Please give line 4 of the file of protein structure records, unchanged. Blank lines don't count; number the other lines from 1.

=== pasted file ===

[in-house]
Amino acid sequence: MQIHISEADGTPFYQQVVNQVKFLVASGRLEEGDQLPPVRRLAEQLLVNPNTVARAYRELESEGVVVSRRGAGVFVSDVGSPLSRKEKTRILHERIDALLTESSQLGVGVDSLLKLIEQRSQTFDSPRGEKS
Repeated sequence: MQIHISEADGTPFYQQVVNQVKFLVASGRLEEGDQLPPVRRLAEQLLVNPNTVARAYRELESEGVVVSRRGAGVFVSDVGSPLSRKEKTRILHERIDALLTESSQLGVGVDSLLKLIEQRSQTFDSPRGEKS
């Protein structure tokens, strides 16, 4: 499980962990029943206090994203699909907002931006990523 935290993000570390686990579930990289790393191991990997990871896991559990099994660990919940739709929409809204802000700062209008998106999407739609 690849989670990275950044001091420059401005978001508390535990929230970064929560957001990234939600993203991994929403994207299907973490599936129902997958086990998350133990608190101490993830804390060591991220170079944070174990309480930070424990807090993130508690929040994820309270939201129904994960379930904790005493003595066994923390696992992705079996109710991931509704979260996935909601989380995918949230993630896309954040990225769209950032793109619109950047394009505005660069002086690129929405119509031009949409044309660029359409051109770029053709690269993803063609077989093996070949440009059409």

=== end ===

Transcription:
């Protein structure tokens, strides 16, 4: 499980962990029943206090994203699909907002931006990523 935290993000570390686990579930990289790393191991990997990871896991559990099994660990919940739709929409809204802000700062209008998106999407739609 690849989670990275950044001091420059401005978001508390535990929230970064929560957001990234939600993203991994929403994207299907973490599936129902997958086990998350133990608190101490993830804390060591991220170079944070174990309480930070424990807090993130508690929040994820309270939201129904994960379930904790005493003595066994923390696992992705079996109710991931509704979260996935909601989380995918949230993630896309954040990225769209950032793109619109950047394009505005660069002086690129929405119509031009949409044309660029359409051109770029053709690269993803063609077989093996070949440009059409």